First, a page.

May 23, 2013
(++++) KEYBOARD COMPETITION
Wagner: Complete Piano Works. Dario Bonuccelli, piano. Dynamic. $22.99 (2 CDs).
Wagner: Complete Piano Works. Pier Paolo Vincenzi, piano. Brilliant Classics. $11.99 (2 CDs).
It is scarcely a surprise that the bicentenary of Richard Wagner’s birth has led to an upsurge in recordings of his works, including consideration or reconsideration of elements of Wagner’s music to which attention is rarely paid – such as his forays into occasional music and the symphony, and his earliest operas. Thus, the appearance on CD of Wagner’s piano music is only to be expected. But the appearance of two nearly simultaneous releases of his complete piano works – both by young Italian pianists – is something of a surprise, and as it turns out, a very pleasant one.
Both Dario Bonuccelli (born 1985) and Pier Paolo Vincenzi (born 1980) turn out to have plenty of technique and a sound stylistic understanding of this music. And the performances by both show the same thing: although Wagner wrote two large-scale piano sonatas and a Fantasia of similar extent (it lasts half an hour), it is in his smaller-scale works that more-personal elements of the composer come through. A few of these smaller pieces are salon music or thank-you notes to patrons, but several – especially those dedicated to or intended for Mathilde Wesendonck, one of the great loves of Wagner’s life and the inspiration for some of his greatest works (including Tristan und Isolde and Die Meistersinger von Nürnberg) – display aspects of Wagner’s personality in ways that are both revelatory and charming.
There turns out to be no definitive reason to opt for one of these two-CD sets over the other. Bonuccelli’s readings tend to be slightly more dramatic than Vincenzi’s and are often, although not always, somewhat slower and more stately. Vincenzi’s have greater transparency and often feature a pleasantly light touch that is in keeping with the music but is not something one would usually associate with Wagner. Individual works may go one way or the other: Bonuccelli has a stronger grasp of the dramatic portions of the Fantasia, for example, but Vincenzi does a better job with a Polonaise in which Bonuccelli can be annoyingly heard tapping his foot throughout – a habit he also has elsewhere, but thankfully much less intrusively. Still, neither performer is consistently stronger than the other. The sound quality of the pianos does differ: Vincenzi plays a clear-sounding Fazioli, while Bonuccelli’s instrument, which is not identified, has a darker, richer tone. The sequence of works differs between the two sets, but not in a way that favors one over the other. The releases do handle the fugue that Wagner wrote for his Große Sonate, Op. 4, but then dropped, differently: Bonuccelli offers it as a separate piece, a sort of appendix, while Vincenzi plays the entire third movement of the sonata two ways – once with the fugue and once without it. The sound quality of the CDs is comparable, despite the fact that the Dynamic set costs nearly twice as much as the Brilliant Classics one – perhaps a deciding factor for some listeners. The fact is that no one will go wrong with either of these releases.
But why own either one? The reason, of course, is the music; and that takes us back to what Wagner’s output for the piano shows about the composer. Wagner was not a very good pianist, a fact that is easy to forget in light of Liszt’s pianistic brilliance in his many Wagner transcriptions and arrangements. But Wagner was quite capable of creating solid, large-scale sonatas, including a four-movement one in B-flat in 1831 and the three-movement Große Sonate in A a year later. Both are derivative – the former has some of the spirit of Haydn and Mozart; the latter contains echoes of late Beethoven, and its finale sounds a great deal like Weber – but both are well-constructed and effective in their own ways. The Fantasia, like the first sonata, dates to 1831, and Wagner seems more comfortable with its freer form than with the restrictions inherent in sonata construction – the work’s alternation of recitative-like and dramatic passages is particularly effective. Yet it is the much shorter, one-movement Wesendonck sonata, with the very personal title Eine Sonate für das Album von Frau M.W., that is Wagner’s most effective extended piano work, with a winning mixture of emotion and structural design that incorporates references both to Tannhäuser and to Tristan.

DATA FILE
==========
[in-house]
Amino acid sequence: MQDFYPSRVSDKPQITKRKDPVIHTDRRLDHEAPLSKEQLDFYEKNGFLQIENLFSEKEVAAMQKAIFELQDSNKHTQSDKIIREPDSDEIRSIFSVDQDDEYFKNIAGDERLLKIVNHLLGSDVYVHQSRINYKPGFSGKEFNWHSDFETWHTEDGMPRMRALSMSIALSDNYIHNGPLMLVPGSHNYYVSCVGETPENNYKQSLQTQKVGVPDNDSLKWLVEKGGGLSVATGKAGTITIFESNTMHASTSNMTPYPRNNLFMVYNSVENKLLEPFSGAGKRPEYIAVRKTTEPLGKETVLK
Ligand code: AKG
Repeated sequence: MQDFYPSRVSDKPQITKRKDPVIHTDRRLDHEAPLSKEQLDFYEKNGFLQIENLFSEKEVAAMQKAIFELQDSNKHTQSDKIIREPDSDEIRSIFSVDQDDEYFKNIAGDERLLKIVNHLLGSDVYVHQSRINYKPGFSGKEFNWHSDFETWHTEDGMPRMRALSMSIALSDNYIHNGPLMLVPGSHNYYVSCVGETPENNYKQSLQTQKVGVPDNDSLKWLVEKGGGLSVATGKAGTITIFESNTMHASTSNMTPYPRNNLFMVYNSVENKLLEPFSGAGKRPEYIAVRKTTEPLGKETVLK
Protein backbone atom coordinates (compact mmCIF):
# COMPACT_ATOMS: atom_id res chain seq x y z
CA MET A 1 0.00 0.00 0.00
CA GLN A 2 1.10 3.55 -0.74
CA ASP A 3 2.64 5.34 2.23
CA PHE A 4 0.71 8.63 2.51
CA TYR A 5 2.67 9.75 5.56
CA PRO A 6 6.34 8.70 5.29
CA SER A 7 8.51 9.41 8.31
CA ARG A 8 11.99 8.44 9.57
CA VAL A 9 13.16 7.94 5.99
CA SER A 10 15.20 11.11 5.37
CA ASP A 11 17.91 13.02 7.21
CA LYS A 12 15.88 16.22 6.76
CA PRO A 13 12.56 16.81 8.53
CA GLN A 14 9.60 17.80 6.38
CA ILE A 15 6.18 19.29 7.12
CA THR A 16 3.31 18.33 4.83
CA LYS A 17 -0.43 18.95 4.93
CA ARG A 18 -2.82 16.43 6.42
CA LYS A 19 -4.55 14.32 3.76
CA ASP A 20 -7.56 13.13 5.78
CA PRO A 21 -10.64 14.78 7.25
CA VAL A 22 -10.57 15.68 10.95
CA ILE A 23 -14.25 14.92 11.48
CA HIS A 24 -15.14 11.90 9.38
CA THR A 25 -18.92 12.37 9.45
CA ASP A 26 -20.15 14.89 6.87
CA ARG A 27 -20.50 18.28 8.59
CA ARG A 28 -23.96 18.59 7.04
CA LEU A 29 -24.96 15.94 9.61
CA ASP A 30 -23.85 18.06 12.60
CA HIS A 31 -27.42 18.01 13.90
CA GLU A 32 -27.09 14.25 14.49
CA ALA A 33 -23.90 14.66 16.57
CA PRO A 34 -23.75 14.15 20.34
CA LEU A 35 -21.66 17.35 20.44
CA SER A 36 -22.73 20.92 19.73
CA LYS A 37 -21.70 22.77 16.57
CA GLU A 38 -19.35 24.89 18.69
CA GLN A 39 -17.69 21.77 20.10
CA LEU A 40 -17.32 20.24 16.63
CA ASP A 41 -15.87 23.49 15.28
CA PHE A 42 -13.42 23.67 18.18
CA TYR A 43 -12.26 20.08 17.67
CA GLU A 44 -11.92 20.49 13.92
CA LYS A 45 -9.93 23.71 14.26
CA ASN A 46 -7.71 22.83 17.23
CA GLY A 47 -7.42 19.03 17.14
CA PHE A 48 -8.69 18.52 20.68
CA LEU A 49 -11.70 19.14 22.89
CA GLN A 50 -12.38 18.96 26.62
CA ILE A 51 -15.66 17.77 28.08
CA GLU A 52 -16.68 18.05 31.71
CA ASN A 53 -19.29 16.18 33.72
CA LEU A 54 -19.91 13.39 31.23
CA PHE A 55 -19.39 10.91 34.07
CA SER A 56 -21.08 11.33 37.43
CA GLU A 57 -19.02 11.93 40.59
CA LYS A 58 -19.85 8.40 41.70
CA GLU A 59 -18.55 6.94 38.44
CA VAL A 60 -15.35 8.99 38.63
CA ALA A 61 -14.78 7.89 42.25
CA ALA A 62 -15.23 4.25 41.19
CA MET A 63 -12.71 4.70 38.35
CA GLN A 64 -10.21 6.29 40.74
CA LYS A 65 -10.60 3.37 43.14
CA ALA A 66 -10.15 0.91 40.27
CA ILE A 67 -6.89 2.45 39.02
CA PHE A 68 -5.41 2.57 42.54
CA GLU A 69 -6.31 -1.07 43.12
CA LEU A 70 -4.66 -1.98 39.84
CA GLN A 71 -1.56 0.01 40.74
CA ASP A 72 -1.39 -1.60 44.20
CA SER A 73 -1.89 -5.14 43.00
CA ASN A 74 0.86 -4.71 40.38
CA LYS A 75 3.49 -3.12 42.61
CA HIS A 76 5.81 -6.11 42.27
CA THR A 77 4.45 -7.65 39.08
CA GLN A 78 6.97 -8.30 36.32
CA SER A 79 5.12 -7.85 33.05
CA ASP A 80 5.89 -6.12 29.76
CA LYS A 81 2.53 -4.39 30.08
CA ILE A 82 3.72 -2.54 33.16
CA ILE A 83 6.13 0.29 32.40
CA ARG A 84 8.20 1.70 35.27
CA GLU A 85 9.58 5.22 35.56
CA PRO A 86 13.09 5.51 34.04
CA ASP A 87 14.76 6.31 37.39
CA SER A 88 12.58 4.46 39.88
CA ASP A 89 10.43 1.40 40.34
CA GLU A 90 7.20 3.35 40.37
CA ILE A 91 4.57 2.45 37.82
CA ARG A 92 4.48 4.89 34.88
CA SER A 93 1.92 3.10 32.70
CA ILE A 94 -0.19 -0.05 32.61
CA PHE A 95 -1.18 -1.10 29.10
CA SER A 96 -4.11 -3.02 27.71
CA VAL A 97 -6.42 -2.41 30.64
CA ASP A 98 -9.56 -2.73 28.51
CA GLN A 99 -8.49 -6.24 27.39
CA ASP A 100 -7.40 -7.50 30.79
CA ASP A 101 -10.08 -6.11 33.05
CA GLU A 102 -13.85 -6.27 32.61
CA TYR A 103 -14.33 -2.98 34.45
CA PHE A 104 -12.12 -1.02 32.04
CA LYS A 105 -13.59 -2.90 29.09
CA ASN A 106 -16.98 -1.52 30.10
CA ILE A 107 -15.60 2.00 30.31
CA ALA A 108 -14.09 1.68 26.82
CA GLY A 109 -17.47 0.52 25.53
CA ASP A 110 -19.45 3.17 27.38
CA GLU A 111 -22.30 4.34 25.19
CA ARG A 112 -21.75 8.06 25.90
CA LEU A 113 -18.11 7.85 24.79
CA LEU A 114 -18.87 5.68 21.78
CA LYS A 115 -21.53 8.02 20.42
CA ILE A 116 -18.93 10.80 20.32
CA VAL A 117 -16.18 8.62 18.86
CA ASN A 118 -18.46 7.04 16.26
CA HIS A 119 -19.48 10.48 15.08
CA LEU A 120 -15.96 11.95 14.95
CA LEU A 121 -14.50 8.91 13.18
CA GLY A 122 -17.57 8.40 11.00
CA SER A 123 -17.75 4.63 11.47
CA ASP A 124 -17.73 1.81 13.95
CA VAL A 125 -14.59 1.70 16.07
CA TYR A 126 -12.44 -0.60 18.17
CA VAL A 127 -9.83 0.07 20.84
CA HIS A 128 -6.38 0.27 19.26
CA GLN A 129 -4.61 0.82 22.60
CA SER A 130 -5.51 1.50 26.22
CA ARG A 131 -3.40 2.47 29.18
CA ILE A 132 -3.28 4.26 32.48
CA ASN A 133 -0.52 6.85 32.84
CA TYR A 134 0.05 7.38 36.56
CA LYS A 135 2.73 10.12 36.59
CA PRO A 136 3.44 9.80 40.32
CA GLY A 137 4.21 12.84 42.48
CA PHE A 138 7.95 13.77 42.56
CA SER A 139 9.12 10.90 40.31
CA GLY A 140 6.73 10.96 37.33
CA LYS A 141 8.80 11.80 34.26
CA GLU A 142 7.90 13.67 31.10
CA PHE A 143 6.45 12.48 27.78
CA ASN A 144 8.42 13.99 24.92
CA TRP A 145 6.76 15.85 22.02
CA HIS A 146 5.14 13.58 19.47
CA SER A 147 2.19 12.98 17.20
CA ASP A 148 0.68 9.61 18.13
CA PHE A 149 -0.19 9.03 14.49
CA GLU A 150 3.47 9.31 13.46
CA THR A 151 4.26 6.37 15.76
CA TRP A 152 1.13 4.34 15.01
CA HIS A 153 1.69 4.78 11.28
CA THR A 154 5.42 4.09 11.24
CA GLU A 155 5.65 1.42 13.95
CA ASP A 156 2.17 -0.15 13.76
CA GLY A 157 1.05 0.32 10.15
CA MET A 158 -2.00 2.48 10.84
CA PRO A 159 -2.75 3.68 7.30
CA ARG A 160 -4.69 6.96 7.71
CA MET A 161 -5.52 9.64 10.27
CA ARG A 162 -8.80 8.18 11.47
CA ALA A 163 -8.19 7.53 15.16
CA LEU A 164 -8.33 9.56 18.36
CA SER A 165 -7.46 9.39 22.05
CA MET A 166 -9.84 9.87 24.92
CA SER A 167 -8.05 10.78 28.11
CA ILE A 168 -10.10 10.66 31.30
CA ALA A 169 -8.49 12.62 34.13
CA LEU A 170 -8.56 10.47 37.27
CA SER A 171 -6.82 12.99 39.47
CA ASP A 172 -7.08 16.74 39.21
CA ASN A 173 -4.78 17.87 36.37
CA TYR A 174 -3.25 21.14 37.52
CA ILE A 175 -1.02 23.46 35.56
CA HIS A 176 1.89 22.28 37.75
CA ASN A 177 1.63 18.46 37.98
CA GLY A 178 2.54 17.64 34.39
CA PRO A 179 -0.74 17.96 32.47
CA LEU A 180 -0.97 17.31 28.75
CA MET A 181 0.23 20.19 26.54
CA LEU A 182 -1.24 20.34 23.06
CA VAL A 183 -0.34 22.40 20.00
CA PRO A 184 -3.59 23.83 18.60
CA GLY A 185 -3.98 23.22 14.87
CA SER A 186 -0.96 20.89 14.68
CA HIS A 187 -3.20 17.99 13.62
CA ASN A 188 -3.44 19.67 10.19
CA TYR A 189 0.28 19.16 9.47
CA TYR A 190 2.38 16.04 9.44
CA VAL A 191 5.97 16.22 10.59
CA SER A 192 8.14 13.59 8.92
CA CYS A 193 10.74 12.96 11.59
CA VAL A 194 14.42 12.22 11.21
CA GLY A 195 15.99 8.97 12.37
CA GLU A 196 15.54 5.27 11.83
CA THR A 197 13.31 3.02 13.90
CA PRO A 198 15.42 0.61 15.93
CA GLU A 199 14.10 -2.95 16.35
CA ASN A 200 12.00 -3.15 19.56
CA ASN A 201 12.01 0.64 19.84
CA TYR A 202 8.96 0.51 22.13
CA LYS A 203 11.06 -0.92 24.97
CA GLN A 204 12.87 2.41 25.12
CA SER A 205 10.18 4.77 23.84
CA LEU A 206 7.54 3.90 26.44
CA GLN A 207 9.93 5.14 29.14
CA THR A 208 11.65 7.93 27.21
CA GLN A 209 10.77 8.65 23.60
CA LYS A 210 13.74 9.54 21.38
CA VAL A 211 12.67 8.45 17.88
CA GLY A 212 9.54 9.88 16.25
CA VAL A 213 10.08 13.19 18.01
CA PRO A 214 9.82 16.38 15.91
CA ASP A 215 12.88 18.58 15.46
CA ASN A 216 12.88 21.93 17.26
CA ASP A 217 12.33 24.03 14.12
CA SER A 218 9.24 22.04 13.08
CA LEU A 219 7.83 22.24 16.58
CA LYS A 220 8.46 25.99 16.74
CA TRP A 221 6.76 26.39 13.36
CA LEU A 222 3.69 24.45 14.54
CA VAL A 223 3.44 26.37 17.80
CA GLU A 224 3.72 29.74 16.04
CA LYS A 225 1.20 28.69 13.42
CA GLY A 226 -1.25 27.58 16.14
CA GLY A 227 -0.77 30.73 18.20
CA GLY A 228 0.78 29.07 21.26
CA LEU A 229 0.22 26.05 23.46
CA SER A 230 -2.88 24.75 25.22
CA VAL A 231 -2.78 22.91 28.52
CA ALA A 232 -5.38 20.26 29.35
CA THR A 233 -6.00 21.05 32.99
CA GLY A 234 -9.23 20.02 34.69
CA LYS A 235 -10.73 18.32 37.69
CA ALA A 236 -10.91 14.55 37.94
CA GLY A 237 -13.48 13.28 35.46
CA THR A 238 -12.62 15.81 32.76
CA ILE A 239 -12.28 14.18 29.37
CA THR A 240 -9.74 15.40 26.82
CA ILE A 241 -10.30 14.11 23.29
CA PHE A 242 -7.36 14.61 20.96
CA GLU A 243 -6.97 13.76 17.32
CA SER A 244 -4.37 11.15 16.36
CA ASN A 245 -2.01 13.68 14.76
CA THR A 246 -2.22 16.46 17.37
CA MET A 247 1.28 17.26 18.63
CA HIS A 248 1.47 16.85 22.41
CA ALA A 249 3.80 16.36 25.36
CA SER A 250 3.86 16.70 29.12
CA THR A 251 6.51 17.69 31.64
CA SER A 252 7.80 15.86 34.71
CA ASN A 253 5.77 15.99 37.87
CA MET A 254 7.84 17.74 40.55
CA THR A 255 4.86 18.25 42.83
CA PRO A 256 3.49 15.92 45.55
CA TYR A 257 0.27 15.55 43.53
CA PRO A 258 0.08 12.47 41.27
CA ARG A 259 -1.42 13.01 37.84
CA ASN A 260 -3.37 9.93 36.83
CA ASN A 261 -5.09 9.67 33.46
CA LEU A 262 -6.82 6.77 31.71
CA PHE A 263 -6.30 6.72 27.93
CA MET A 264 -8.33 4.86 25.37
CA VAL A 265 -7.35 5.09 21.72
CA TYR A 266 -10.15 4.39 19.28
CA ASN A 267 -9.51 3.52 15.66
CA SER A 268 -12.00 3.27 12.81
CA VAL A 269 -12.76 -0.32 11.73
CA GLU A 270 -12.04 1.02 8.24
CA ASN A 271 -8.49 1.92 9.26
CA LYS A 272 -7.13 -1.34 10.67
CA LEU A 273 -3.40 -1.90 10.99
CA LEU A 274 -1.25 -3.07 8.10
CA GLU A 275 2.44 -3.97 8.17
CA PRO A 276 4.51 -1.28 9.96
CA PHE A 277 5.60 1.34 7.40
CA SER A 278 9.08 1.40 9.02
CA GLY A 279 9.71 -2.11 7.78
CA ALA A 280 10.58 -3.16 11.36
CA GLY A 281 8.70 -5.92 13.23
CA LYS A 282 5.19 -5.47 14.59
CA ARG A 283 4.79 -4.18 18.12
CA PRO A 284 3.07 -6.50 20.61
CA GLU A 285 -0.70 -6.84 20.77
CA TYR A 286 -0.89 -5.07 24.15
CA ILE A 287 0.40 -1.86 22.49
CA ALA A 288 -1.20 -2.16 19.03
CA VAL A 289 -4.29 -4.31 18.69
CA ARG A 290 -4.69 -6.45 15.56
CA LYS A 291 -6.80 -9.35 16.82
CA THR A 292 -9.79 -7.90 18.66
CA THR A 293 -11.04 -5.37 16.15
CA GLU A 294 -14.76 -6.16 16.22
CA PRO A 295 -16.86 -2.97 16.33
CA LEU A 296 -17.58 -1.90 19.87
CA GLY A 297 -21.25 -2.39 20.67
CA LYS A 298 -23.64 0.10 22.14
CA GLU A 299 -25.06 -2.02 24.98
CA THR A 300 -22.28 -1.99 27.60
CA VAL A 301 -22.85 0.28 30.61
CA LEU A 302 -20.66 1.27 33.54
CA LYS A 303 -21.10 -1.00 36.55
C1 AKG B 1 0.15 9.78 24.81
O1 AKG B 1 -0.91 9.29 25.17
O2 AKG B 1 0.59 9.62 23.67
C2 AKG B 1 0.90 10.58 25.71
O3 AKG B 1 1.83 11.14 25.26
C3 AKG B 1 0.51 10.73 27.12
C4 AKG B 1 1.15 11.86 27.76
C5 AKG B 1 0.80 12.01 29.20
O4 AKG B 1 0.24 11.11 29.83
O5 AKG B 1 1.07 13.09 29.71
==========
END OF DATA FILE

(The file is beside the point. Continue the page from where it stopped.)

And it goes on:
Wagner’s remaining, shorter piano works are sometimes out-and-out trifles – one is a 40-second-long polka, for example, and another is a polonaise for piano four hands that ups the number of Italian pianists in these releases to four (Bonuccelli is joined by Marco Vincenzi – presumably no relation to Pier Paolo Vincenzi, who is joined by Federica Ferrati). But pleasantries abound in the shorter works, and so does some profundity, as in Schluß zum Vorspiel von Tristan und Isolde, another piece Wagner wrote for and dedicated to Mathilde Wesendonck. And one of the intriguing differences between these two recordings has to do with a minute-and-a-half piece simply called Elegie – a work whose intensity and harmonic boldness belie its length. The booklet notes to the Bonuccelli release give the work’s date as 1881, which would make it Wagner’s last piece; but those to Vincenzi’s recording, which are by the pianist himself, give the date of the Elegie as 1859 and say it “was for a long time erroneously thought to be Wagner’s last composition.” Without getting into the arguments about this piece’s provenance, it is worth noting that in this case, the performances by Bonuccelli and Vincenzi are exactly the same length – evidence, perhaps, that the communicative power of Wagner’s piano music is more important than academic and musicological discussions of the ways in which these pieces fit within the composer’s life and oeuvre.